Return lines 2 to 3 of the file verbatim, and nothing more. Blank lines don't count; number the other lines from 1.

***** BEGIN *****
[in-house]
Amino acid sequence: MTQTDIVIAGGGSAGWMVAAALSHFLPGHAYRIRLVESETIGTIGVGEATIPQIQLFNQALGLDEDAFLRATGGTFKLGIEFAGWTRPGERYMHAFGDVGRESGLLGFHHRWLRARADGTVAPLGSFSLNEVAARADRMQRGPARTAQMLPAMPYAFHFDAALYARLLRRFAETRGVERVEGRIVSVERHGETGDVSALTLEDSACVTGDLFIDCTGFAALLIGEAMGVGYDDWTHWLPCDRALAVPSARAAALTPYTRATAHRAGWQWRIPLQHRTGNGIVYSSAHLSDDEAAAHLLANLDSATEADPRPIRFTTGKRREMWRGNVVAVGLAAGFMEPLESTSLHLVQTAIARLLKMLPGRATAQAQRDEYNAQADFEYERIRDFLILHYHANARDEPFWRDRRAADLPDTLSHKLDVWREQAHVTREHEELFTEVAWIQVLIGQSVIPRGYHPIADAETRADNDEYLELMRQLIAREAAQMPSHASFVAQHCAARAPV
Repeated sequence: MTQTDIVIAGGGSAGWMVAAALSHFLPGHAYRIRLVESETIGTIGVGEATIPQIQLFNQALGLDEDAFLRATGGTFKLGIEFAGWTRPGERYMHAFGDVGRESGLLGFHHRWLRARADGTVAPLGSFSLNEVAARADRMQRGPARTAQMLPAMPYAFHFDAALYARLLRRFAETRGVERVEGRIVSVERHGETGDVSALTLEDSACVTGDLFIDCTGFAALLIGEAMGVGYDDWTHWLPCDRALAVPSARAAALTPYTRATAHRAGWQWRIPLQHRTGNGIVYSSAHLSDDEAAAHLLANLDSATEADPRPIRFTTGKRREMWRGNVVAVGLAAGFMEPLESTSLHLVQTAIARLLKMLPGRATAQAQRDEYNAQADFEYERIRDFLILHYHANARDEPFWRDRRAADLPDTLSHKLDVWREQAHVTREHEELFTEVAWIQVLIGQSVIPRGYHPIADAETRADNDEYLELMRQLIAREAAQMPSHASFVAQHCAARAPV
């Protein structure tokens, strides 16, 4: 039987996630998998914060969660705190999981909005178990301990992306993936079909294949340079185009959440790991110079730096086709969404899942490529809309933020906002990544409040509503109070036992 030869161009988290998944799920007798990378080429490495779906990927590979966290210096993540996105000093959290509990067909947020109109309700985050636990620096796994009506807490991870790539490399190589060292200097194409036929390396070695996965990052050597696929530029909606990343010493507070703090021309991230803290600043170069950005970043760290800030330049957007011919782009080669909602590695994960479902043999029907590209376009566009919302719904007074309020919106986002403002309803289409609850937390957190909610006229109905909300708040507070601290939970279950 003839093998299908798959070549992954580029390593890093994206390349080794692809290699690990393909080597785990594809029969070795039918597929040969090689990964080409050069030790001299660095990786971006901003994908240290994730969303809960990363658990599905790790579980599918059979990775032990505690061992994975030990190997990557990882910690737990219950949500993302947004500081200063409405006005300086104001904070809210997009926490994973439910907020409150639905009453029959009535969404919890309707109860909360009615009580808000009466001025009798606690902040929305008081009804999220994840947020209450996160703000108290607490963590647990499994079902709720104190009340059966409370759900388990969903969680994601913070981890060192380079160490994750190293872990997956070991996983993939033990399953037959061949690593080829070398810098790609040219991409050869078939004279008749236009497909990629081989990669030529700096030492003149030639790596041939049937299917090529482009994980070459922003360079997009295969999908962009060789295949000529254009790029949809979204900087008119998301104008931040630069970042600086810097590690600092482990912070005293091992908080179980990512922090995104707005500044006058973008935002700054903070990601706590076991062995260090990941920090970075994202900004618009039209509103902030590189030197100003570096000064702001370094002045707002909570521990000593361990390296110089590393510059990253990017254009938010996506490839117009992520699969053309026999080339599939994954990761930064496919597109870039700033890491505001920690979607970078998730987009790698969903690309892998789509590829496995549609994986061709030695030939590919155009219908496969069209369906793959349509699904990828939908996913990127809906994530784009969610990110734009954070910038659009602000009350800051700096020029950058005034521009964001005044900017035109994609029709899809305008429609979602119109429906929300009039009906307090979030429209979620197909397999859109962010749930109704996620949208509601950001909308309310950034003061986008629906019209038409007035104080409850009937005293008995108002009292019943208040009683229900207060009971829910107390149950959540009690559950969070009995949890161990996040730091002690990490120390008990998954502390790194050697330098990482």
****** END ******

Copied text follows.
Amino acid sequence: MTQTDIVIAGGGSAGWMVAAALSHFLPGHAYRIRLVESETIGTIGVGEATIPQIQLFNQALGLDEDAFLRATGGTFKLGIEFAGWTRPGERYMHAFGDVGRESGLLGFHHRWLRARADGTVAPLGSFSLNEVAARADRMQRGPARTAQMLPAMPYAFHFDAALYARLLRRFAETRGVERVEGRIVSVERHGETGDVSALTLEDSACVTGDLFIDCTGFAALLIGEAMGVGYDDWTHWLPCDRALAVPSARAAALTPYTRATAHRAGWQWRIPLQHRTGNGIVYSSAHLSDDEAAAHLLANLDSATEADPRPIRFTTGKRREMWRGNVVAVGLAAGFMEPLESTSLHLVQTAIARLLKMLPGRATAQAQRDEYNAQADFEYERIRDFLILHYHANARDEPFWRDRRAADLPDTLSHKLDVWREQAHVTREHEELFTEVAWIQVLIGQSVIPRGYHPIADAETRADNDEYLELMRQLIAREAAQMPSHASFVAQHCAARAPV
Repeated sequence: MTQTDIVIAGGGSAGWMVAAALSHFLPGHAYRIRLVESETIGTIGVGEATIPQIQLFNQALGLDEDAFLRATGGTFKLGIEFAGWTRPGERYMHAFGDVGRESGLLGFHHRWLRARADGTVAPLGSFSLNEVAARADRMQRGPARTAQMLPAMPYAFHFDAALYARLLRRFAETRGVERVEGRIVSVERHGETGDVSALTLEDSACVTGDLFIDCTGFAALLIGEAMGVGYDDWTHWLPCDRALAVPSARAAALTPYTRATAHRAGWQWRIPLQHRTGNGIVYSSAHLSDDEAAAHLLANLDSATEADPRPIRFTTGKRREMWRGNVVAVGLAAGFMEPLESTSLHLVQTAIARLLKMLPGRATAQAQRDEYNAQADFEYERIRDFLILHYHANARDEPFWRDRRAADLPDTLSHKLDVWREQAHVTREHEELFTEVAWIQVLIGQSVIPRGYHPIADAETRADNDEYLELMRQLIAREAAQMPSHASFVAQHCAARAPV